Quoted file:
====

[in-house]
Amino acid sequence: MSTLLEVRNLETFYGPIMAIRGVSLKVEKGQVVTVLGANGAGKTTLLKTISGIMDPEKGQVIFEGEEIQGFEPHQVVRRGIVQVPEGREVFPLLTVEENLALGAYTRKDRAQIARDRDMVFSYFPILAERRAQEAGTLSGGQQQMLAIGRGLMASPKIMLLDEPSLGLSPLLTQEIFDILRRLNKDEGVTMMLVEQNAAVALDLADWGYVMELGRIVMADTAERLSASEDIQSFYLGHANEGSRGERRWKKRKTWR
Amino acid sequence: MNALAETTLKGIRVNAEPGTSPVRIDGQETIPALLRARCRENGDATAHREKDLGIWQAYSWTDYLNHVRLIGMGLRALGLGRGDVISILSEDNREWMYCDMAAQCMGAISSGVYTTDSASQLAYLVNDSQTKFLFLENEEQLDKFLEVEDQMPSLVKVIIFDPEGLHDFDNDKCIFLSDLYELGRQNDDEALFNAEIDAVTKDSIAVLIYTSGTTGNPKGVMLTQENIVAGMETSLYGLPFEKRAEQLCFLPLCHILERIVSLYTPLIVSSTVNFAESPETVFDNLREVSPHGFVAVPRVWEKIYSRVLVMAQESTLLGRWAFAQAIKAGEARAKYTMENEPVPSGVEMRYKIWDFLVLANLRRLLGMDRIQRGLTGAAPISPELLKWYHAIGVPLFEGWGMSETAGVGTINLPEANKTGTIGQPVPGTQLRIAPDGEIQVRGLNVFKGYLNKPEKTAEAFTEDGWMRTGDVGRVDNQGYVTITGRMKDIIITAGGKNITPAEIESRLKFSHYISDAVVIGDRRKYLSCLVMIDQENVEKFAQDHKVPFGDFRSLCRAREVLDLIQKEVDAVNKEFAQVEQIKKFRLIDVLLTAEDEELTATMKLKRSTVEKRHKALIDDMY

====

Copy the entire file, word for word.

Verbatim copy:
[in-house]
Amino acid sequence: MSTLLEVRNLETFYGPIMAIRGVSLKVEKGQVVTVLGANGAGKTTLLKTISGIMDPEKGQVIFEGEEIQGFEPHQVVRRGIVQVPEGREVFPLLTVEENLALGAYTRKDRAQIARDRDMVFSYFPILAERRAQEAGTLSGGQQQMLAIGRGLMASPKIMLLDEPSLGLSPLLTQEIFDILRRLNKDEGVTMMLVEQNAAVALDLADWGYVMELGRIVMADTAERLSASEDIQSFYLGHANEGSRGERRWKKRKTWR
Amino acid sequence: MNALAETTLKGIRVNAEPGTSPVRIDGQETIPALLRARCRENGDATAHREKDLGIWQAYSWTDYLNHVRLIGMGLRALGLGRGDVISILSEDNREWMYCDMAAQCMGAISSGVYTTDSASQLAYLVNDSQTKFLFLENEEQLDKFLEVEDQMPSLVKVIIFDPEGLHDFDNDKCIFLSDLYELGRQNDDEALFNAEIDAVTKDSIAVLIYTSGTTGNPKGVMLTQENIVAGMETSLYGLPFEKRAEQLCFLPLCHILERIVSLYTPLIVSSTVNFAESPETVFDNLREVSPHGFVAVPRVWEKIYSRVLVMAQESTLLGRWAFAQAIKAGEARAKYTMENEPVPSGVEMRYKIWDFLVLANLRRLLGMDRIQRGLTGAAPISPELLKWYHAIGVPLFEGWGMSETAGVGTINLPEANKTGTIGQPVPGTQLRIAPDGEIQVRGLNVFKGYLNKPEKTAEAFTEDGWMRTGDVGRVDNQGYVTITGRMKDIIITAGGKNITPAEIESRLKFSHYISDAVVIGDRRKYLSCLVMIDQENVEKFAQDHKVPFGDFRSLCRAREVLDLIQKEVDAVNKEFAQVEQIKKFRLIDVLLTAEDEELTATMKLKRSTVEKRHKALIDDMY